“Will the Rally Continue in Q2?”
And frankly, it’s a valid question. After an 8.4% run for the Dow, there will be a pullback. It’s natural to see a little profit-taking. Without this digestion of gains, you get big run-ups and massive selloffs that ultimately cancel each other out.
However with inventory overhangs, gas prices on the rise and hints that consumer confidence could take a dip, it will be harder for the economy alone to drive the market higher at the same rapid pace as seen in Q1.
Don’t get me wrong, there’s nothing wrong with the economy, and I’m still bullish.
And if you still don’t want to take my word for it, hopefully you were encouraged to hear Ben Bernanke say he’s not taking any options off the table when it comes to maintaining the economic recovery. That’s not to say that there won’t be some challenging headline events for the market to tackle, and I see three in particular ahead:
Challenge #1: Peak Earnings. It is getting increasingly difficult for companies to trump their sales and earnings versus the same quarter of last year. Ever since the financial crisis when companies everywhere took a massive hit to earnings, it’s been easy for companies to post massive year-over-year improvements. Let’s face it, most companies had nowhere to go but up.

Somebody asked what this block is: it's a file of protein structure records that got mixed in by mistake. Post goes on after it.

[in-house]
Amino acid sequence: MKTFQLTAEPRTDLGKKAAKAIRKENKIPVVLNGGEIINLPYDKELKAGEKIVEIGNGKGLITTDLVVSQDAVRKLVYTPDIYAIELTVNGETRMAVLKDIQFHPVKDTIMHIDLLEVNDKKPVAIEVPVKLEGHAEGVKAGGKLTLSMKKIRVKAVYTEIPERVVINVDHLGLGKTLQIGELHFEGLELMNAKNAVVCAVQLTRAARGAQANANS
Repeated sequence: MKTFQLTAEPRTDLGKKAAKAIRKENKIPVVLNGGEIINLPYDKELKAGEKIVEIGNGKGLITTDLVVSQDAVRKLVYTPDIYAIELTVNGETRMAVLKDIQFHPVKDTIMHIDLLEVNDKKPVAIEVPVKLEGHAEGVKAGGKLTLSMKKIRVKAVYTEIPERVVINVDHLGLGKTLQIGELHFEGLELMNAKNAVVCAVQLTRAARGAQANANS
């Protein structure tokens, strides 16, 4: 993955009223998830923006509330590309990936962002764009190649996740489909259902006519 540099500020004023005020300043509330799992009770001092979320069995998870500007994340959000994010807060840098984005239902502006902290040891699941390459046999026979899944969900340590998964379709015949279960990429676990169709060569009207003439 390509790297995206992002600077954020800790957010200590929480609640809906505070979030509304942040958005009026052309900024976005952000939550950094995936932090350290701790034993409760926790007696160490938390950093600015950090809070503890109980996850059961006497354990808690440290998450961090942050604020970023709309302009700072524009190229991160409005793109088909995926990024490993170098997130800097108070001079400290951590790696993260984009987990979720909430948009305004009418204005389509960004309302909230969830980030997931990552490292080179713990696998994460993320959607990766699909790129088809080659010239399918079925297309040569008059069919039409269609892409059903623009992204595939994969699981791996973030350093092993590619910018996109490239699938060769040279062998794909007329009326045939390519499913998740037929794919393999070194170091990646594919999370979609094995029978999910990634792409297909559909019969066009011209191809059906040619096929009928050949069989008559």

Sure it was fun while it lasted, but we’ve always known that these results weren’t sustainable.
So now, the year-over-year comparisons are getting tougher. This does not mean that there’s anything wrong with the economy or the markets. Earnings growth will continue for strong companies, but the growth rate will be slower than what we’ve seen in recent quarters. I expect that the average stock is going to struggle to get much more than 10% earnings growth this year.
Now, that does not mean that all stocks are going to suffer. It means that smart investors are going to have to focus their buying on companies that are able to grow their sales and earnings at a healthy rate that meets or beats the 10% average.
To beat the market, you must stick with stocks that can deliver incredible earnings.
Challenge #2: Higher Oil Prices. It’s probably not a surprise that I expect to see the rising price of oil and gasoline becoming a key issue of Q2. Higher prices at the pump mean higher expenses for businesses and less money in consumers’ pockets. And I see prices remaining at these high levels.
What many people don’t realize is that many commodities, like oil, are priced in U.S. dollars. With interest rates at ultra-low levels and with the Fed making it very clear that it will not be raising interest rates through 2013, the dollar has nowhere to go but down. With the value of the dollar on the decline, the price of commodities rises. As you can see, even with some increased production and supply, it’s going to be tough to find any relief from rising prices.
But instead of getting mad, I recommend you get even by investing in companies that benefit from rising oil prices.